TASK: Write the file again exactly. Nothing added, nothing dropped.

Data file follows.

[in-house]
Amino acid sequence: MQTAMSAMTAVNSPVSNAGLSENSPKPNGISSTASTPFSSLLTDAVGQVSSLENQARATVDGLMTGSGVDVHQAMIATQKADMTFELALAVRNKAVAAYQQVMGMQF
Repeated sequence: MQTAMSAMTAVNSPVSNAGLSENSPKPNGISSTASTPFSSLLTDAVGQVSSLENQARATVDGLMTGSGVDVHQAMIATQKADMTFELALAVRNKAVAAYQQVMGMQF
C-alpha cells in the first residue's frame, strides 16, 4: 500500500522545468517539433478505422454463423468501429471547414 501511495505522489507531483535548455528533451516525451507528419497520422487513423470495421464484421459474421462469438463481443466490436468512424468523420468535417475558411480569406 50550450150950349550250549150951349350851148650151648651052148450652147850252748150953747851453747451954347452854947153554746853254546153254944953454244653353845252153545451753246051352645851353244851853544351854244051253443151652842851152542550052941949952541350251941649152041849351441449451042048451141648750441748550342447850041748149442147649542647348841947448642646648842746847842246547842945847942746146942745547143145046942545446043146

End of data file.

[in-house]
Amino acid sequence: MQTAMSAMTAVNSPVSNAGLSENSPKPNGISSTASTPFSSLLTDAVGQVSSLENQARATVDGLMTGSGVDVHQAMIATQKADMTFELALAVRNKAVAAYQQVMGMQF
Repeated sequence: MQTAMSAMTAVNSPVSNAGLSENSPKPNGISSTASTPFSSLLTDAVGQVSSLENQARATVDGLMTGSGVDVHQAMIATQKADMTFELALAVRNKAVAAYQQVMGMQF
C-alpha cells in the first residue's frame, strides 16, 4: 500500500522545468517539433478505422454463423468501429471547414 501511495505522489507531483535548455528533451516525451507528419497520422487513423470495421464484421459474421462469438463481443466490436468512424468523420468535417475558411480569406 50550450150950349550250549150951349350851148650151648651052148450652147850252748150953747851453747451954347452854947153554746853254546153254944953454244653353845252153545451753246051352645851353244851853544351854244051253443151652842851152542550052941949952541350251941649152041849351441449451042048451141648750441748550342447850041748149442147649542647348841947448642646648842746847842246547842945847942746146942745547143145046942545446043146